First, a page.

There’s a reason why this—the return for the plates—is the first event Nephi mentions following their departure from Jerusalem. I wonder if there’s not also an inspired reason for it to come upfront. Lehi’s theophany and departure is the rupture that opens a new dispensation. The story of the retrieval of the record of Laban is the founding of Nephite history, the origin of Nephite political legitimacy, and perhaps even the founding of Nephite religion.
Once again, there is a great deal going on in this story, with absences that are as revealing as what gets stated. Nephi subtly lets us know that he speaks with Lehi in confidence, that Lehi already spoke with Laman, Lemuel, and Sam, and that this meeting(s) didn’t go well. Lehi attempts to pre-empt what he assumes will be Nephi’s similar balking at the idea of returning for the record. Why do the others balk? Especially at the idea of a return trip—even temporary—to Jerusalem? Is it that taking the records is an irrevocable movement away from Jerusalem, something that makes their stint in the Valley more than a mere waiting for things to die down? Why does Lehi think Nephi will also balk? What have Nephi’s speech and actions been up to this point that cause Lehi to take preemptive measures in discussing the return? Why wasn’t Nephi with is brothers when Lehi approached them about the return? Why is Nephi getting his own meeting with Lehi?
It’s interesting that here the record for which they return is only named as a record of the genealogy of Lehi’s fathers. This foreshadows the later ignorance that we see of what the record held, after the brothers successfully return with the plates. This underscores how often we are ignorant of God’s purposes, the meanings behind what we are asked to do. Undoubtedly there are goods invested in possessing a genealogical record—we’re very familiar with some of those today. But these were not the goods that God had in mind.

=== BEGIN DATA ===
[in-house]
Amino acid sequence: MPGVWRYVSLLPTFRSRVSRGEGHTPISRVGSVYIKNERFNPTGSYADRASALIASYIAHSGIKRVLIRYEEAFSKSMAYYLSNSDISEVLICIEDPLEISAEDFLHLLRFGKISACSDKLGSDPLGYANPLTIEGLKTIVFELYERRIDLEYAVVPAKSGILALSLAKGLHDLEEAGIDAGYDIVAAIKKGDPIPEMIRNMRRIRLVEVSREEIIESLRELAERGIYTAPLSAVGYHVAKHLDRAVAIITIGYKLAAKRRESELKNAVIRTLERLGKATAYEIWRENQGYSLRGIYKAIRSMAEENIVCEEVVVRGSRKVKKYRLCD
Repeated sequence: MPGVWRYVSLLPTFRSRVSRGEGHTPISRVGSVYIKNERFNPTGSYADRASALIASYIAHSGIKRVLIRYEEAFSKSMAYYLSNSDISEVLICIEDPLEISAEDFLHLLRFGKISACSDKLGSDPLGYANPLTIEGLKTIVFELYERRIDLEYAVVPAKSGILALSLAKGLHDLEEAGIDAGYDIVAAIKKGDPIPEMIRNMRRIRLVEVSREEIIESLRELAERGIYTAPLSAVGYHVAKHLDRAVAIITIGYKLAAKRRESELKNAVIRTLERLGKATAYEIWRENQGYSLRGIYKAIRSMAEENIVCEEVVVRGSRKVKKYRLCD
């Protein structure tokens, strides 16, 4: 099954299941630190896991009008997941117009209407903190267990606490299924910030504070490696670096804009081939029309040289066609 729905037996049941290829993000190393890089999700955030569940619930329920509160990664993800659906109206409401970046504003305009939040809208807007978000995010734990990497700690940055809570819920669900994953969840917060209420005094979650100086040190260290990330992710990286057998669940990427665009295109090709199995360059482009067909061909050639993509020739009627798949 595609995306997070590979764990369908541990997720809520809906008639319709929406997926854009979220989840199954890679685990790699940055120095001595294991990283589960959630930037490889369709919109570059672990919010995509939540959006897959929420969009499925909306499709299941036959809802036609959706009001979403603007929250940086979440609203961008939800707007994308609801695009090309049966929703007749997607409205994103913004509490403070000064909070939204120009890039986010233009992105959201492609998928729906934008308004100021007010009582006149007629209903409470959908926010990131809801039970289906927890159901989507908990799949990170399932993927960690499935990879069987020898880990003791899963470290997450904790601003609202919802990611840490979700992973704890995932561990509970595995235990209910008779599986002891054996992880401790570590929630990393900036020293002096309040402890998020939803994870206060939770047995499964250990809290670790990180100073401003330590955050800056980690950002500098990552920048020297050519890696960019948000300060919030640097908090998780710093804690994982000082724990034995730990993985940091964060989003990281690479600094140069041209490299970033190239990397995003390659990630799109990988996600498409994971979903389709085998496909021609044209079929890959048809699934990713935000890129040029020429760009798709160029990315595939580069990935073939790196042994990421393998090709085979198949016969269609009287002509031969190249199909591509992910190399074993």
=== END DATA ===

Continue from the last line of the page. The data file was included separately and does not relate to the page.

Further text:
I can’t help but see a negative lesson in Nephi’s cavalier attitude. We don’t have to dismiss the inspiring nature of Nephi’s zeal or quit singing the uplifting primary jingle surrounding our 3:7 scripture mastery. But perhaps we could likewise learn the lesson that becomes painfully obvious here: mere zeal has great risks and perhaps even predictable costs. What if Nephi had combined an equally zealous love for his brothers and a wise (common sense even?) respect for the difficulty of their proposal? Perhaps God would not have needed to bail Nephi out after his disastrous provoking of Laman and Lemuel. Perhaps Nephite religion would not need to be built on the back of the murder of the lawful keeper of the scriptures in a perverse, reverse parallel of the murder of the Messiah.
Finally, I can’t help but credit Laman for his efforts. We learn in this passage that for whatever reason Laman was strongly opposed to this quest. Nevertheless he went. Nevertheless, he courageously submits to his selection and makes an honest attempt to obtain the records. As much as anything, here I see a grand truth: those of us inspired by Nephi must learn that there is no way to build Zion without Laman. Zion, if it is to be built at all, must be built together with all of the Lamans out there: those with whom we find ourselves at cross-purpose, who see the point of the gospel quite differently than ourselves, who lack what we think of as righteous zeal, but who nevertheless are willing to put forth honest efforts to fulfill the assignments given to them—sometimes against their own better judgment.
The haunting lesson that we see unfolding here is that if we cannot do this—if we fail as Nephi failed—the results are disastrous. And Zion does not materialize.